by: Russ Amott [ ]
Originally published on:
During WWII, Japan focused most of its attention to the development of aircraft and ships. Armor support for ground forces was considered to be less important because of the nature of the terrain they would be operating on. Japanese tanks in existence were light weight and seriously under-armed in comparison with tanks being produced by other nations. The Type 97 "Chi-Ha", or "medium, third type" tank was inferior and vulnerable in battle and so a new tank design was sought.
The Type 1 Chi-He (chi-medium, He-sixth, or sixth type design) appeared in 1941, but production did not start until 1943 because of the low priority given to armor, and because the need for armor was not apparent until Japanese losses in the Pacific, against Allied forces using substantial armored support. The Type 1 offered a more powerful engine, thicker armor, a simplified forward hull made up of single pieces of armor plate that were welded instead of riveted, and replaced the 57mm low velocity infantry gun of the Type 97 with a high velocity 47mm anti-tank gun. Approximately 300 turrets built for the Type 1 were installed on Type 97 tanks, which were referred to as Shinhoto, or new turret. The Type 1 was also the first tank to include standard radio mounts. It was 1.5 tons heavier than the Type 97, and the hull was lengthened to allow for the larger engine.
Only 170 units were built before production shifted to newer designs mounting more powerful guns. Most sources state that the Type 1 was not used in combat, being retained for the defense of the Japanese home islands, but some sources state that a few may have been sent to Leyte. Whether they arrived or not is unknown because of the destruction of shipping records. References for the Type 1 are few.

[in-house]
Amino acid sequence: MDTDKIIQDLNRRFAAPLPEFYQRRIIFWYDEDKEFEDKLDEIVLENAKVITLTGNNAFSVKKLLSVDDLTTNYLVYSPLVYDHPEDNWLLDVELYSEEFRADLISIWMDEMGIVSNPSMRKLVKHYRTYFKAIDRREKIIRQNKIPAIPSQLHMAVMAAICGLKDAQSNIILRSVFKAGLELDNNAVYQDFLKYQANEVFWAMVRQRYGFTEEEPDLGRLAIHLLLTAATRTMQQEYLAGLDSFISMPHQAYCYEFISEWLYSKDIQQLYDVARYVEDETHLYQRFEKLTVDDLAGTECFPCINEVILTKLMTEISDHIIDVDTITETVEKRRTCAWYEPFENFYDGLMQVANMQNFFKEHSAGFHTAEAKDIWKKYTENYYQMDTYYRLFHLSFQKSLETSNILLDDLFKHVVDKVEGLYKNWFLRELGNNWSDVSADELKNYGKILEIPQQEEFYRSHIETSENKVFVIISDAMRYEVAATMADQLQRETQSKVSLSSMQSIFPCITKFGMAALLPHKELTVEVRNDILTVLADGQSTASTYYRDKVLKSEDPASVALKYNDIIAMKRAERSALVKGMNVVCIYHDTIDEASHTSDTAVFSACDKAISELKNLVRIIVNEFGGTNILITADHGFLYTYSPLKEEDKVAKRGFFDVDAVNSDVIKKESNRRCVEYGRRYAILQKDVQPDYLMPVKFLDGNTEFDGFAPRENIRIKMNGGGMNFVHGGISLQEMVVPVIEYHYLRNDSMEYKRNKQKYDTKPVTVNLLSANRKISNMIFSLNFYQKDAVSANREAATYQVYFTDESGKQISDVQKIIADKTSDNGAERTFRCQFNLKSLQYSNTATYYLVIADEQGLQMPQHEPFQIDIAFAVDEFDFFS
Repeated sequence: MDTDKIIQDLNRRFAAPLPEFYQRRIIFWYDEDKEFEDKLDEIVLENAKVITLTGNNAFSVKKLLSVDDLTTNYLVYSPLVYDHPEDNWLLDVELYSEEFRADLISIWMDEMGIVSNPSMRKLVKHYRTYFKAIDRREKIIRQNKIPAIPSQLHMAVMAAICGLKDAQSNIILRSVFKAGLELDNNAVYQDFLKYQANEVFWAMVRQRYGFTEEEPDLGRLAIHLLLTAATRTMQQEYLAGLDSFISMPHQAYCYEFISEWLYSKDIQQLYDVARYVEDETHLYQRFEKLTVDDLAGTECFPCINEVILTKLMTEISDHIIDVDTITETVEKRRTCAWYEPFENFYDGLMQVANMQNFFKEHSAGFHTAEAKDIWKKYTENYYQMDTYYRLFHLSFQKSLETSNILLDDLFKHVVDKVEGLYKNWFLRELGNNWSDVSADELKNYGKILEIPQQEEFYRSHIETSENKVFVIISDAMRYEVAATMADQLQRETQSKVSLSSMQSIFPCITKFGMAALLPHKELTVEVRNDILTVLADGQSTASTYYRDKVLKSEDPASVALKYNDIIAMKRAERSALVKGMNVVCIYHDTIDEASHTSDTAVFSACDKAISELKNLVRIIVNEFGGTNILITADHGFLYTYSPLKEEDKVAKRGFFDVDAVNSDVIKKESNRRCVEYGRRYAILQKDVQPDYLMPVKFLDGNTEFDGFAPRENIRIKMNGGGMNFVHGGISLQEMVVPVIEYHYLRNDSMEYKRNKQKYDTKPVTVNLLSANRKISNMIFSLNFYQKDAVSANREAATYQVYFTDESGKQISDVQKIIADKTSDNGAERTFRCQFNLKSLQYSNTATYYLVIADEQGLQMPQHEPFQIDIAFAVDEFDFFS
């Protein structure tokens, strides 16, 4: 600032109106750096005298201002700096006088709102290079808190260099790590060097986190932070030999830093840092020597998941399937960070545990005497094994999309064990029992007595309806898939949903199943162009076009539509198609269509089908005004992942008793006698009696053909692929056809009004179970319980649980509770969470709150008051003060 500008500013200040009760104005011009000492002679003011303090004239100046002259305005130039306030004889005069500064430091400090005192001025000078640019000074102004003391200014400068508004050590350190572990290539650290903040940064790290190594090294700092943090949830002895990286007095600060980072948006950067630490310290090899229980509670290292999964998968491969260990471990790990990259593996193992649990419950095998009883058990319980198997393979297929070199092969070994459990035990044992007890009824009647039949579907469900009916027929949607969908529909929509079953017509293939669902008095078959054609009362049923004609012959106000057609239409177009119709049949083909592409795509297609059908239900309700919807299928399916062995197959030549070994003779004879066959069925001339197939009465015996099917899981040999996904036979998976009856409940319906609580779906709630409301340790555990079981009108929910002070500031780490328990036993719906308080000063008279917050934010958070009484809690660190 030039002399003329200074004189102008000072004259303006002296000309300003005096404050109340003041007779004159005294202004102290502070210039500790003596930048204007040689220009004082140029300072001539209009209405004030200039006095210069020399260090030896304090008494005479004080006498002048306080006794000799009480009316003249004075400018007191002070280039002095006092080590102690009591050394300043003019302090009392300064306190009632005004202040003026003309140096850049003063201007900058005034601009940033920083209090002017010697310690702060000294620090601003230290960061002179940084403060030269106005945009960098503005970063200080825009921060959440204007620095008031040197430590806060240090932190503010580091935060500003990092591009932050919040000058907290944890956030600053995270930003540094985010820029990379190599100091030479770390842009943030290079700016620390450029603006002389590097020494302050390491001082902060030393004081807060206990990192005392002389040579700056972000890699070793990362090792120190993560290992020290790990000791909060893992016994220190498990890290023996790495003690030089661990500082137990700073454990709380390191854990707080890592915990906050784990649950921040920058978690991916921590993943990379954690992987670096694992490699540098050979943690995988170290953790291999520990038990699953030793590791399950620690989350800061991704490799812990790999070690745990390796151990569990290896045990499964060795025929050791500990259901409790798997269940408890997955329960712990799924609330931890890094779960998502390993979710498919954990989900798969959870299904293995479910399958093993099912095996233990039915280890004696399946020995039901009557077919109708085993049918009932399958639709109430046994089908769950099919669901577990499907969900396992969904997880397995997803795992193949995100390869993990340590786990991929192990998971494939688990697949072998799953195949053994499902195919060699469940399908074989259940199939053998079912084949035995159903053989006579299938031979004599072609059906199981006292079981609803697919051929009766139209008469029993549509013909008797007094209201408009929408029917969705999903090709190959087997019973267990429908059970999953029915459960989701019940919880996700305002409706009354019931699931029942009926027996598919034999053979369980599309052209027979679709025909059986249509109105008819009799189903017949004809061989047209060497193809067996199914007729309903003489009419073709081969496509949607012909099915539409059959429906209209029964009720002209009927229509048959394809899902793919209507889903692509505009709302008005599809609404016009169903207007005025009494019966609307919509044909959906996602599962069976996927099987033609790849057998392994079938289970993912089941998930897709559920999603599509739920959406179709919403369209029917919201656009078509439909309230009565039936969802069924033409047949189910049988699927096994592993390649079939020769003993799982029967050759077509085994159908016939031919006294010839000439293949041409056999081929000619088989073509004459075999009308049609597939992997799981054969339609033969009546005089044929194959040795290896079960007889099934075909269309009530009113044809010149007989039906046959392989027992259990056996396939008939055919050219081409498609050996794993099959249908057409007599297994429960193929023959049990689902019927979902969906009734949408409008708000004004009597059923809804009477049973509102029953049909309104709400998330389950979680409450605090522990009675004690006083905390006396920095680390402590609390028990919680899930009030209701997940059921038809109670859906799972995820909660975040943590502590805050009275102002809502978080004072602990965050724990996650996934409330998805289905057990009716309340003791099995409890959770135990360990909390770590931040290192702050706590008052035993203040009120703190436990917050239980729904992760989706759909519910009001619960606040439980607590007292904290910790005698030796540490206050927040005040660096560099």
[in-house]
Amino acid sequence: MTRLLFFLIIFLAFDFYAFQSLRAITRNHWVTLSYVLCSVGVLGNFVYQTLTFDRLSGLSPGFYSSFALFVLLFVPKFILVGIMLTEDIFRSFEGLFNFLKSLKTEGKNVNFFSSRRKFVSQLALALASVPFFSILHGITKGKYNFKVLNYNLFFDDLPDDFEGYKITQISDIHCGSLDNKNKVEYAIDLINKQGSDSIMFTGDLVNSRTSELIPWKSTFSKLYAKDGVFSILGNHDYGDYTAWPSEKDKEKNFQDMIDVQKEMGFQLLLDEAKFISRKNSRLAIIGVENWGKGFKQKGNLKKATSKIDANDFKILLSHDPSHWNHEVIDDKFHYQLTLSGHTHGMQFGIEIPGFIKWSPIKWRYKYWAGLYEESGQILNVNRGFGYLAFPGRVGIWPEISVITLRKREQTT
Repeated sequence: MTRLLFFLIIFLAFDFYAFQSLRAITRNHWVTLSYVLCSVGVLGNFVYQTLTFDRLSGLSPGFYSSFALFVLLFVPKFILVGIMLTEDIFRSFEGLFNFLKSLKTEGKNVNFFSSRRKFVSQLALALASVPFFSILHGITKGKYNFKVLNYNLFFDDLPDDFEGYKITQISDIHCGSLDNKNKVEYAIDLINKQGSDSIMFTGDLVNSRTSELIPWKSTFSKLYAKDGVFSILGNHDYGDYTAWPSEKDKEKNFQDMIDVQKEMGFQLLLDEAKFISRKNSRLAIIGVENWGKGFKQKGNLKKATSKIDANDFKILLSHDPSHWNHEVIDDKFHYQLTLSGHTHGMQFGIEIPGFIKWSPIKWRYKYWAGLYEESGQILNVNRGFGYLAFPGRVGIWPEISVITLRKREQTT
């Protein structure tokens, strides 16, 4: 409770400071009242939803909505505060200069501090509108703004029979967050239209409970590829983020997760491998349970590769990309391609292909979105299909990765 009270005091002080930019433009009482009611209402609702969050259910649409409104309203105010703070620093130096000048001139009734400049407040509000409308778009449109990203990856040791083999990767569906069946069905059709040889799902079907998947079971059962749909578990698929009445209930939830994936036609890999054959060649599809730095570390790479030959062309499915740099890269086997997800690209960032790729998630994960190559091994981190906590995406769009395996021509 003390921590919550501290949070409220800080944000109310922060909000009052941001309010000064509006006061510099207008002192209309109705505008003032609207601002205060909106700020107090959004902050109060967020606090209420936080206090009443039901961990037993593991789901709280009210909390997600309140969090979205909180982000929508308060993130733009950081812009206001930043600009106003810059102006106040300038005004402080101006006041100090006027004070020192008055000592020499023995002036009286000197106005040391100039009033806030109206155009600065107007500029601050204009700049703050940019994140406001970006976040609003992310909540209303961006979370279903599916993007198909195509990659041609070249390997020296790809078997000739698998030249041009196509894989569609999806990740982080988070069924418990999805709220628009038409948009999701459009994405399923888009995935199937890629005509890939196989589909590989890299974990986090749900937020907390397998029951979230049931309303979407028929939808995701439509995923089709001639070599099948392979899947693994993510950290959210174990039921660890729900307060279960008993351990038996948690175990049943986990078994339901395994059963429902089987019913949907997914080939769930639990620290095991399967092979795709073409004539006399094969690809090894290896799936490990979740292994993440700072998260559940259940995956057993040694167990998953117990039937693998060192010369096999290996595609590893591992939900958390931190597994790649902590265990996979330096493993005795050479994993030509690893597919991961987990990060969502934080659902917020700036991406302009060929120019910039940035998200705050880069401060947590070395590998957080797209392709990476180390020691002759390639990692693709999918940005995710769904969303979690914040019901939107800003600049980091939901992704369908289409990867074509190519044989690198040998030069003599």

in the box
Fine Molds first came out with the Type 1 in 2000. From comments online, the Type 1 is the easiest of the builds that Fine Molds offers, so I figured this would be a good place to start. The box art depicts a tank with an artillery piece in the background. There is no specific location, but the painting does provide some nice detail.
Inside there are 157 parts on four tan colored styrene sprues, one clear parts sprue, a separate turret and hull, and two lengths of glue-able track. The instructions are all in Japanese, but the picture diagrams are clear and easy to understand. Basic colors are indicated, and the instructions also provide specific paint numbers for Tamiya, and what appears to be Gunze Sangyo Mr. Color and Aqueous Hobby Color.
Sprue A has the front and rear hull sections, sponsons and commander's cupola.
The two B sprues have the suspension parts, with the hubs for the center road wheels separate. Grease nipples on the hubs are molded in. There are also parts for the mufflers.